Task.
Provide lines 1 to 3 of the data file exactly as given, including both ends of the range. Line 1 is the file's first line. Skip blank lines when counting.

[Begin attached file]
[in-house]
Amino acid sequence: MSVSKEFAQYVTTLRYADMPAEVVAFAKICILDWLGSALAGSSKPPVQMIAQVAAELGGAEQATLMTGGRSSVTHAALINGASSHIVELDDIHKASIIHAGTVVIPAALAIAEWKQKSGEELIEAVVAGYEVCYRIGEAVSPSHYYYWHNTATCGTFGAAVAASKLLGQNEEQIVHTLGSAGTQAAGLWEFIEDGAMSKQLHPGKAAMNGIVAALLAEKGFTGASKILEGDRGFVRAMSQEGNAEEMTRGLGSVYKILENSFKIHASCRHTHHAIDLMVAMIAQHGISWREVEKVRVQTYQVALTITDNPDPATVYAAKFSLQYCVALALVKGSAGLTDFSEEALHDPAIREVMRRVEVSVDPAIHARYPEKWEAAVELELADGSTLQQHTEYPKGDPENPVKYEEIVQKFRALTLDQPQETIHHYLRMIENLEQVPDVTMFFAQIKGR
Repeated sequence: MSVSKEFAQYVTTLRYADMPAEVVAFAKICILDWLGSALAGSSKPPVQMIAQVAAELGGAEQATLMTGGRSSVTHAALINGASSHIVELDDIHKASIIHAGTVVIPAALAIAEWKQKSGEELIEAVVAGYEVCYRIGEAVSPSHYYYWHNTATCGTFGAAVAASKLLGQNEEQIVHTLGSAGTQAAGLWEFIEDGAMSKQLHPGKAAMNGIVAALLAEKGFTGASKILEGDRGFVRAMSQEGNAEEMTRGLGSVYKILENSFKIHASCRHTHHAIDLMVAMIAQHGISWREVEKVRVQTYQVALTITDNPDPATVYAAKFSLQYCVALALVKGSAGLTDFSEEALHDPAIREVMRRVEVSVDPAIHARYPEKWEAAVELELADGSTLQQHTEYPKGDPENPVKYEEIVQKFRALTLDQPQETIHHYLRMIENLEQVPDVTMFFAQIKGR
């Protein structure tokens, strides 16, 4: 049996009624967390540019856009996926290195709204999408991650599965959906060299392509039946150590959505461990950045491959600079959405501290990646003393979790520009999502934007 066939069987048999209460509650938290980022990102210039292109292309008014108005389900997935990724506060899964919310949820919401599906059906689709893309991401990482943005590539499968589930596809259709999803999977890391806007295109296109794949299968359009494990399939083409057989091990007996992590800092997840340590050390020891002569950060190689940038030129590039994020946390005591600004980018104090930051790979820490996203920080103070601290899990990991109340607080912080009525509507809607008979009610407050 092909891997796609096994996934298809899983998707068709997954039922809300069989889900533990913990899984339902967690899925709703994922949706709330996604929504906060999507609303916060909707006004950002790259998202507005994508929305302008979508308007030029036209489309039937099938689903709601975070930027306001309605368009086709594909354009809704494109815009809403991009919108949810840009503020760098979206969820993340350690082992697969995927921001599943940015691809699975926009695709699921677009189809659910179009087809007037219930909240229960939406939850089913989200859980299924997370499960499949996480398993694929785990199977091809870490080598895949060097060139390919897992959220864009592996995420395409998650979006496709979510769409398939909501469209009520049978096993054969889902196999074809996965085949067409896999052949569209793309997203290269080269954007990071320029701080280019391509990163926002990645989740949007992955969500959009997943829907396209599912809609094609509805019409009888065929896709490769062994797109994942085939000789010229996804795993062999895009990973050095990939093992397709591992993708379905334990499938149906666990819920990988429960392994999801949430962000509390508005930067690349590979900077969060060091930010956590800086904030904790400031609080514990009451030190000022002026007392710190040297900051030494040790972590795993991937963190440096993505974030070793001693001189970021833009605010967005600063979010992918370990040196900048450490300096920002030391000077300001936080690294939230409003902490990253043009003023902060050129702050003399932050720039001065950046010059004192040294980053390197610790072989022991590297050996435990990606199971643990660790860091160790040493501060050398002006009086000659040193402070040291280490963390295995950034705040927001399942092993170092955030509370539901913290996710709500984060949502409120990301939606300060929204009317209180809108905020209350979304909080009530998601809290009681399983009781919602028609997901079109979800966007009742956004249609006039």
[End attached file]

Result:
[in-house]
Amino acid sequence: MSVSKEFAQYVTTLRYADMPAEVVAFAKICILDWLGSALAGSSKPPVQMIAQVAAELGGAEQATLMTGGRSSVTHAALINGASSHIVELDDIHKASIIHAGTVVIPAALAIAEWKQKSGEELIEAVVAGYEVCYRIGEAVSPSHYYYWHNTATCGTFGAAVAASKLLGQNEEQIVHTLGSAGTQAAGLWEFIEDGAMSKQLHPGKAAMNGIVAALLAEKGFTGASKILEGDRGFVRAMSQEGNAEEMTRGLGSVYKILENSFKIHASCRHTHHAIDLMVAMIAQHGISWREVEKVRVQTYQVALTITDNPDPATVYAAKFSLQYCVALALVKGSAGLTDFSEEALHDPAIREVMRRVEVSVDPAIHARYPEKWEAAVELELADGSTLQQHTEYPKGDPENPVKYEEIVQKFRALTLDQPQETIHHYLRMIENLEQVPDVTMFFAQIKGR
Repeated sequence: MSVSKEFAQYVTTLRYADMPAEVVAFAKICILDWLGSALAGSSKPPVQMIAQVAAELGGAEQATLMTGGRSSVTHAALINGASSHIVELDDIHKASIIHAGTVVIPAALAIAEWKQKSGEELIEAVVAGYEVCYRIGEAVSPSHYYYWHNTATCGTFGAAVAASKLLGQNEEQIVHTLGSAGTQAAGLWEFIEDGAMSKQLHPGKAAMNGIVAALLAEKGFTGASKILEGDRGFVRAMSQEGNAEEMTRGLGSVYKILENSFKIHASCRHTHHAIDLMVAMIAQHGISWREVEKVRVQTYQVALTITDNPDPATVYAAKFSLQYCVALALVKGSAGLTDFSEEALHDPAIREVMRRVEVSVDPAIHARYPEKWEAAVELELADGSTLQQHTEYPKGDPENPVKYEEIVQKFRALTLDQPQETIHHYLRMIENLEQVPDVTMFFAQIKGR